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Autonomous weapons systems and changing norms in international relations

  • Ingvild Bode (a1) and Hendrik Huelss (a2)
Abstract

Autonomous weapons systems (AWS) are emerging as key technologies of future warfare. So far, academic debate concentrates on the legal-ethical implications of AWS but these do not capture how AWS may shape norms through defining diverging standards of appropriateness in practice. In discussing AWS, the article formulates two critiques on constructivist models of norm emergence: first, constructivist approaches privilege the deliberative over the practical emergence of norms; and second, they overemphasise fundamental norms rather than also accounting for procedural norms, which we introduce in this article. Elaborating on these critiques allows us to respond to a significant gap in research: we examine how standards of procedural appropriateness emerging in the development and usage of AWS often contradict fundamental norms and public legitimacy expectations. Normative content may therefore be shaped procedurally, challenging conventional understandings of how norms are constructed and considered as relevant in International Relations. In this, we outline the contours of a research programme on the relationship of norms and AWS, arguing that AWS can have fundamental normative consequences by setting novel standards of appropriate action in international security policy.

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This is an Open Access article, distributed under the terms of the Creative Commons Attribution licence (http://creativecommons.org/licenses/by/4.0/), which permits unrestricted reuse, distribution, and reproduction in any medium, provided the original work is properly cited.
Corresponding author
*Correspondence to: Ingvild Bode, School of Politics and International Relations, Rutherford College, University of Kent, Canterbury, CT2 7NX, UK. Author’s email: i.b.bode@kent.ac.uk
**Correspondence to: Hendrik Huelss, School of Politics and International Relations, Rutherford College, University of Kent, Canterbury, CT2 7NX, UK. Author’s email: h.c.huelss@kent.ac.uk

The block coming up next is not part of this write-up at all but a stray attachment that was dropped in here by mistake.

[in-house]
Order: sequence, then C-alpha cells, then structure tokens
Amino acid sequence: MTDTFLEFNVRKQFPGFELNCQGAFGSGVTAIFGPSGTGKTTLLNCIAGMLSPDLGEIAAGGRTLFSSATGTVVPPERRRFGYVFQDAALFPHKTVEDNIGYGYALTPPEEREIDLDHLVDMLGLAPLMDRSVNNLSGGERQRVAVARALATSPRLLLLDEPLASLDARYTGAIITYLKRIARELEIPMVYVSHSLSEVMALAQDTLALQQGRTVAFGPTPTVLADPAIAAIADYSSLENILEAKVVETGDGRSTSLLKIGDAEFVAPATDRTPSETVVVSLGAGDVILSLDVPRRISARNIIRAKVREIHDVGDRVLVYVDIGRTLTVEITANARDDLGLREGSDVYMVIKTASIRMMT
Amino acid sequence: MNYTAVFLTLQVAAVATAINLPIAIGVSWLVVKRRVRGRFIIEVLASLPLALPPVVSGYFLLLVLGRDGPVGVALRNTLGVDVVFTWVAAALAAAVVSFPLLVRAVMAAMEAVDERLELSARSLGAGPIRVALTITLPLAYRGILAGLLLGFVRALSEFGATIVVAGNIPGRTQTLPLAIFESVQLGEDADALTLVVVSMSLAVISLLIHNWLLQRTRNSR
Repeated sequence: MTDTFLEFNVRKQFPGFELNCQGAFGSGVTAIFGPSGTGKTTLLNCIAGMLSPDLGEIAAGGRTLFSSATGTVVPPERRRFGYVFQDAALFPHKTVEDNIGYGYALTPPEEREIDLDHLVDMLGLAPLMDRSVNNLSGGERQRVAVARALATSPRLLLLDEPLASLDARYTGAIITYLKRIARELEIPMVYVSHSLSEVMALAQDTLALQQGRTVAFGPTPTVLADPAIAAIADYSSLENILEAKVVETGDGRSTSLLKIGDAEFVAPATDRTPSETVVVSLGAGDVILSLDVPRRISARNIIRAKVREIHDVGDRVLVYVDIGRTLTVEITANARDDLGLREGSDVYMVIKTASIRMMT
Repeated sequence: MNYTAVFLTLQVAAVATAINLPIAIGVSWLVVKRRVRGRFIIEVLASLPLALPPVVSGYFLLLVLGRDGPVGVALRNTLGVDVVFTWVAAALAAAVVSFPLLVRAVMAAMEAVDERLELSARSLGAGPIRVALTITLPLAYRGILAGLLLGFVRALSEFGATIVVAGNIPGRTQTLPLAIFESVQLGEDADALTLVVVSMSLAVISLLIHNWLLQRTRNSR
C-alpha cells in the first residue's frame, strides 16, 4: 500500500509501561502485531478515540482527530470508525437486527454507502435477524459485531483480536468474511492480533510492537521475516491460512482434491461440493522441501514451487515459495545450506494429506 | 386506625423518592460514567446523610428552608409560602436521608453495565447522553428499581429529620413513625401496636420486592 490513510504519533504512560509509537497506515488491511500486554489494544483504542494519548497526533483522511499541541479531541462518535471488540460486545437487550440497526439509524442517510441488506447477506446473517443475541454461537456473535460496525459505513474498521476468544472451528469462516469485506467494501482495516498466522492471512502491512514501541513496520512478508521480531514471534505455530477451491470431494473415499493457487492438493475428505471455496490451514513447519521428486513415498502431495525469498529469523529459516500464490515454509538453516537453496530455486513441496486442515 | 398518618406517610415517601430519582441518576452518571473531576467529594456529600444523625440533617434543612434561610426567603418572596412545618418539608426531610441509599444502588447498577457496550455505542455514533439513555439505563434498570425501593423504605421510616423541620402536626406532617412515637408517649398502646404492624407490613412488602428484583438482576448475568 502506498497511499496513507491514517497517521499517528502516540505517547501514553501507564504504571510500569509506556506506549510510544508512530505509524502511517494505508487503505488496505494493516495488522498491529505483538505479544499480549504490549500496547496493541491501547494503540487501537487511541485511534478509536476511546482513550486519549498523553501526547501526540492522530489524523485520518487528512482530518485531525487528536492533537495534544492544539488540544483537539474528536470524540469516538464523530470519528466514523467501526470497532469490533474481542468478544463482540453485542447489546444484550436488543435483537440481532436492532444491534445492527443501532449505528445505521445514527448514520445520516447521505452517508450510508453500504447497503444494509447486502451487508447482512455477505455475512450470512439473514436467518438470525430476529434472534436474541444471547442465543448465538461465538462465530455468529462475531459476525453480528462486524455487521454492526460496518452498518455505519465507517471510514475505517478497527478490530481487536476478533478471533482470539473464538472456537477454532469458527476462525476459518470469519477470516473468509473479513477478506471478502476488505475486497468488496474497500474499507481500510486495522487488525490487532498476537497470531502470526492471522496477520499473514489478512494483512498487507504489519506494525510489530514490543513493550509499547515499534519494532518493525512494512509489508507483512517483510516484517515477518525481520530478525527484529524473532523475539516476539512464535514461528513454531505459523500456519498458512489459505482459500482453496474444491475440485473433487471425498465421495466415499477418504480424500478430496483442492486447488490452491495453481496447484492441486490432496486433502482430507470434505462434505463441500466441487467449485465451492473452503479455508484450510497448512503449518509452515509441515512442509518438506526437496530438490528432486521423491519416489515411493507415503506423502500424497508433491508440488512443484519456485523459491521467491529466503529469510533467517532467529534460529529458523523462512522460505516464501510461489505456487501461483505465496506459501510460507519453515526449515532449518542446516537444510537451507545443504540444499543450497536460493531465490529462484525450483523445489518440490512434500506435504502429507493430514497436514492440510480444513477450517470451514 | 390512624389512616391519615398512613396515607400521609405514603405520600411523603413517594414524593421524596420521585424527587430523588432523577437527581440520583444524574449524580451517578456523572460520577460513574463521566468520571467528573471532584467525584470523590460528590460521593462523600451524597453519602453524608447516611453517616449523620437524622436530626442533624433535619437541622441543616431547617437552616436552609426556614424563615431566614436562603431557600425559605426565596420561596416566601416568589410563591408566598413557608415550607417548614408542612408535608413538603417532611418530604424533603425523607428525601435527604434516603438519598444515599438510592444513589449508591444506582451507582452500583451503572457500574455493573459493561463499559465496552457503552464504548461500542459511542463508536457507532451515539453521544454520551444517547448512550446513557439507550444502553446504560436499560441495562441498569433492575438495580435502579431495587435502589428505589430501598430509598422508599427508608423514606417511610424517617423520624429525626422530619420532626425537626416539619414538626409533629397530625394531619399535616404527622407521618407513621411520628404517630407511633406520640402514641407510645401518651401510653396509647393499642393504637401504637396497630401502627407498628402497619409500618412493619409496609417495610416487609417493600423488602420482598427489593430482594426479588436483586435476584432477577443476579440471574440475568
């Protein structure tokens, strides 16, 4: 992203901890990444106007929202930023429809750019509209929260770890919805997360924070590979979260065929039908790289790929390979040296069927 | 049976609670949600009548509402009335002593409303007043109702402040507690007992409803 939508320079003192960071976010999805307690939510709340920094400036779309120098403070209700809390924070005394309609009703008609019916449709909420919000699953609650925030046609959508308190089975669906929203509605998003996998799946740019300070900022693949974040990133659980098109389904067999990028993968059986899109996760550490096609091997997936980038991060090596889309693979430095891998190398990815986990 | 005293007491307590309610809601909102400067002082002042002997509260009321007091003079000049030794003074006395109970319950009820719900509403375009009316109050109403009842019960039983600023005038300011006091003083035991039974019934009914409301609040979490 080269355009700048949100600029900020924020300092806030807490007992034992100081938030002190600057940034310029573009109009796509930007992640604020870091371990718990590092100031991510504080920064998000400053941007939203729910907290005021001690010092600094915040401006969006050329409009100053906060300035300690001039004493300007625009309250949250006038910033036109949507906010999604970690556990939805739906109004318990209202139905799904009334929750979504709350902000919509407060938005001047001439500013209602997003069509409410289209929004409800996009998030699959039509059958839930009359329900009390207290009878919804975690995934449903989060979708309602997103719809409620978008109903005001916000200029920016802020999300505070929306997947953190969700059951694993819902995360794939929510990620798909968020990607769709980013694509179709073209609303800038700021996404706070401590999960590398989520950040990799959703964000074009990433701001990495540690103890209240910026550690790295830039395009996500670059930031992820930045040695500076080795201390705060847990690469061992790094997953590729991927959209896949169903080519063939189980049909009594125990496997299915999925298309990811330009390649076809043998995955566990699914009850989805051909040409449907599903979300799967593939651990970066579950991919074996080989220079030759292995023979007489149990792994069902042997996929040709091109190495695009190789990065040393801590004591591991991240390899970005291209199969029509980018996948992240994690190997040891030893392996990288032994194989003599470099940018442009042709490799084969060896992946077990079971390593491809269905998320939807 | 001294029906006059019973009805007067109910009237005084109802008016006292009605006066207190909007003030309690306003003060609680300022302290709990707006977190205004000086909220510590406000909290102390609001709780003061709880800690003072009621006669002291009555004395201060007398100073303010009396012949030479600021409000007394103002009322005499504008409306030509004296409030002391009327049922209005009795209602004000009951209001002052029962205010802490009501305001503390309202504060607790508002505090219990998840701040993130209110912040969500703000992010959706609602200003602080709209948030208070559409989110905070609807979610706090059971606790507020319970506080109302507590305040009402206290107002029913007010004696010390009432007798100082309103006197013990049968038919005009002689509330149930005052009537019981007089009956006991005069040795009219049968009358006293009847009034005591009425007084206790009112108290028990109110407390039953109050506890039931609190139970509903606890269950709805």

References
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1 UK Ministry of Defence, ‘The UK Approach to Unmanned Aircraft Systems. Joint Doctrine Note 2/11 (JDN 2/11)’ (2011).

2 There are some notable exceptions: Altmann, Jürgen and Sauer, Frank, ‘Autonomous weapon systems and strategic stability’, Survival, 59:5 (3 September 2017), pp. 117142 ; Garcia, Denise, ‘Future arms, technologies, and international law: Preventive security governance’, European Journal of International Security, 1:1 (27 February 2016), pp. 94111 ; Carl Haas, Michael and Fischer, Sophie-Charlotte, ‘The evolution of targeted killing practices: Autonomous weapons, future conflict, and the international order’, Contemporary Security Policy, 38:2 (2017), pp. 281306 ; Shaw, Ian G. R., ‘Robot wars: US empire and geopolitics in the Robotic Age’, Security Dialogue, 48:5 (2017), pp. 451470 .

3 Heyns, Christof, ‘Autonomous weapons systems: Living a dignified life and dying a dignified death’, in Nehal Bhuta et al. (eds), Autonomous Weapons Systems: Law, Ethics, Policy (Cambridge: Cambridge University Press, 2016), pp. 320 (p. 4).

4 Heather Roff, ‘Autonomous or “Semi” Autonomous Weapons? A Distinction Without Difference’, Huffington Post blog (16 January 2015), available at: {http://www.huffingtonpost.com/heather-roff/autonomous-or-semi-autono_b_6487268.html}.

5 Ingvild Bode and Hendrik Huelss, ‘Why “Stupid” Machines Matter: Autonomous Weapons and Shifting Norms’, Bulletin of the Atomic Scientists (12 October 2017), available at: {https://thebulletin.org/why-“stupid”-machines-matter-autonomous-weapons-and-shifting-norms11189}; Toby Walsh, ‘Elon Musk Is Wrong: The AI Singularity Won’t Kill Us All’, Wired (20 September 2017), available at: {http://www.wired.co.uk/article/elon-musk-artificial-intelligence-scaremongering).